I´ve always been fascinated by the gods and mythical creatures, this is perhaps due to the influence of RPGs since my childhood like Final Fantasy VII. In these games legendary creatures like the Phoenix and black dragons were always really powerful and fearsome foes, so they piqued my curiosity. Like most people I learned about the gods related to my culture, the Greek gods, the Roman gods and the Nordic gods; movies and games usually make references to these popular gods. It wasn’t until I started playing Shin Megami Tensei (SMT for short) that I really learnt about the myths and legends of the whole world like Lucifer, Beelzebub, Astaroth, Baal, Shiva, Asura, Amaterasu, Byakko, Genbu, Mother Harlot, Kinki, Tyr, Fenrir, Metatron, Gabriel, Nekomata, Osiris, the 4 riders of the apocalypsis, and many others, way too MANY others.
Shin Megami Tensei is a franchise owned by ATLUS and it’s well-known for five factors:
- Simple complexity. This franchise has a very simple interface and it’s easy to grasp, but very hard to master due to the sheer amount of options and possibilities.
- Gray choices. All the games of this franchise present the user with many hard to choose options, a good example are the choices present in SMT: Devil Survivor 2, where you’ll need to choose between a meritocracy and an egalitarian system or keeping the world as is, there isn’t any bad guy here, just different points of view.
- Living legends. The franchise is full of demons, angels and other legendary creatures from all over the world, with accurate descriptions about them and their role in each country’s legends. From minor creatures like fairies and gnomes to great guardians like Seiryuu and Suzaku, including supreme entities like Lucifer, Shiva, Odin and Zeus.
- Fusion System. In the games of the franchise you can combine different entities to pass their powers to one another and give them greater skills and abilities, as long as they aren’t opposite to their original capabilities, you can’t give fire skills to a creature of ice, for example.
- Unforgiving difficulty. Even veteran gamers have rough times when dealing with ATLUS games, and SMT isn’t an exception. The games aren’t unfair or heavily dependent on RNG like Darkest Dungeon but they aren’t forgiving. You’ll need to be prepared to deal with the enemies you’ll face, there isn’t a single shoe to fit them all.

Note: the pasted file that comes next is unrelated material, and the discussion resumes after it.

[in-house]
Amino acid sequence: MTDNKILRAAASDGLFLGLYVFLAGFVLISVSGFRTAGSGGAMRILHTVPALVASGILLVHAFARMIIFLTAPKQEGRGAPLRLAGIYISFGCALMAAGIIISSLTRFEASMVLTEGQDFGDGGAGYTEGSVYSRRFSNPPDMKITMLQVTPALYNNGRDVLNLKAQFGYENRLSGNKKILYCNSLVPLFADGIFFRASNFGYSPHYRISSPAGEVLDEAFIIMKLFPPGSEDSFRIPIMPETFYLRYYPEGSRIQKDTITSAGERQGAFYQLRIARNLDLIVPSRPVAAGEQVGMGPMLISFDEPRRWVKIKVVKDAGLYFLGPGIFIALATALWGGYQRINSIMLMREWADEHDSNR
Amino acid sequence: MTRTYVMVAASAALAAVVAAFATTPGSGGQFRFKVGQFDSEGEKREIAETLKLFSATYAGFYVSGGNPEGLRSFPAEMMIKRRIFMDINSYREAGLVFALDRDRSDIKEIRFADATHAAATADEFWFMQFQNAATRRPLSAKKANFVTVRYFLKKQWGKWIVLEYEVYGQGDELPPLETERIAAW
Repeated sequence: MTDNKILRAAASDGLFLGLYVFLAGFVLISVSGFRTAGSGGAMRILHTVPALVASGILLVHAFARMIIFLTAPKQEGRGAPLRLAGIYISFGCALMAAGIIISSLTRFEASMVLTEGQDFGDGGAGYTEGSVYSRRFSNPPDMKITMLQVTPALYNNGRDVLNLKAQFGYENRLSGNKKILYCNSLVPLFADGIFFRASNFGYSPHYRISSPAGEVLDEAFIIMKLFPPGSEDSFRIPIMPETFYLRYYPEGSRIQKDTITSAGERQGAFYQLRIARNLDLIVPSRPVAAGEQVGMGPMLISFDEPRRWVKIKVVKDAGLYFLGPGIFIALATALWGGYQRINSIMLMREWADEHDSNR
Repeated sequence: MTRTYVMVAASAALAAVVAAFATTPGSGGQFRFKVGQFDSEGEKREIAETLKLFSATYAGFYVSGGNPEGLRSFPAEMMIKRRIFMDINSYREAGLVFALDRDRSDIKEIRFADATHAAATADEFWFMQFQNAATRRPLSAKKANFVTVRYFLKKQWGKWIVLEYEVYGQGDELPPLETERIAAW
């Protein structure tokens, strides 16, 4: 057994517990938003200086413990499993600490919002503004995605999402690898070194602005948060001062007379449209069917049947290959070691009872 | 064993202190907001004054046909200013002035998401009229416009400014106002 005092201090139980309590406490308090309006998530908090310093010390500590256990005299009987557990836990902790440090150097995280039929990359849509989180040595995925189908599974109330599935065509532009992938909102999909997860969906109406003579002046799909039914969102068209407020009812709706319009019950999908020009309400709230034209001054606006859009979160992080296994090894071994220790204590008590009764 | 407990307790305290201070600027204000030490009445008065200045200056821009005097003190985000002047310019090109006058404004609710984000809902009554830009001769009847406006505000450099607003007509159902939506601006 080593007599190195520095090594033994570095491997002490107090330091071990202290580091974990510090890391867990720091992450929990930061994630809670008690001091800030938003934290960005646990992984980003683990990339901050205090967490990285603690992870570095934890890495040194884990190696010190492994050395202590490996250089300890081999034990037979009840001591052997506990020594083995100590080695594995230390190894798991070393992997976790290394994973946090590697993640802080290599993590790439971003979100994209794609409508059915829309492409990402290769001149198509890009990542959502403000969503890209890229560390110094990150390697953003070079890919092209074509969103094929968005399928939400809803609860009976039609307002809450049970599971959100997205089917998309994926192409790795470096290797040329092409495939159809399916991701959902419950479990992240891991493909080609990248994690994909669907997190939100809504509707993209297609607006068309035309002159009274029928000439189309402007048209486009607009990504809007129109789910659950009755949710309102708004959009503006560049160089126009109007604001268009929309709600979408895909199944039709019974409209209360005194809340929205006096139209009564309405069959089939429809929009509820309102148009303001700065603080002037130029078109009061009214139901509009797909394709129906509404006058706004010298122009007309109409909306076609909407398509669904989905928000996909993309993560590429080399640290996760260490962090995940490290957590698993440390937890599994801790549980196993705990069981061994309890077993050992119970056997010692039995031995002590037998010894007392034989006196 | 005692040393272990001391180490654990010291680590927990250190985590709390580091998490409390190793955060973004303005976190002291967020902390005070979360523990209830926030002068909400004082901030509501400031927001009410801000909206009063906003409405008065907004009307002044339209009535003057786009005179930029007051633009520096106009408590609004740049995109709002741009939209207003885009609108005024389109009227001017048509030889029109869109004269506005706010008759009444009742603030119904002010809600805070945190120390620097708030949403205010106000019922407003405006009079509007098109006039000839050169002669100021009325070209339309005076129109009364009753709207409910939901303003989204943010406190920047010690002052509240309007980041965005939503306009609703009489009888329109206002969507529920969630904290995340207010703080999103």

Apart from these key points most games in the franchise take a modern approach to demons and legends, featuring smartphones, guns, military forces and other organizations. This is another of the key points of the franchise, it’s easy to understand and feel identified with the worlds presented within; unlike other fantasy games where there is no relation with real life, in these games we actually see day to day things like modern schools, organizations, smartphones, and so forth. The way they merge these legends of old with modern technology and ambiance is one of the greatest selling points of the entire franchise and games like SMT IV take this point to whole new levels.
The franchise has many different games in its series, most are turn-based RPG, but there are tactical RPG and Action RPG games as well. The only relation between games in the series of the franchise is the theme, so you can start playing from any point without fear of missing something.
The main SMT series is about angels and demons and how they fight using the humans as pawns in their desire for conquest. In the main series you will usually need to choose between joining the angels, the demons or staying neutral, and getting demons to join you usually requires some degree of diplomacy and knowledge of them. Travels between dimensions is usually a recurring theme to show the effects of joining a side.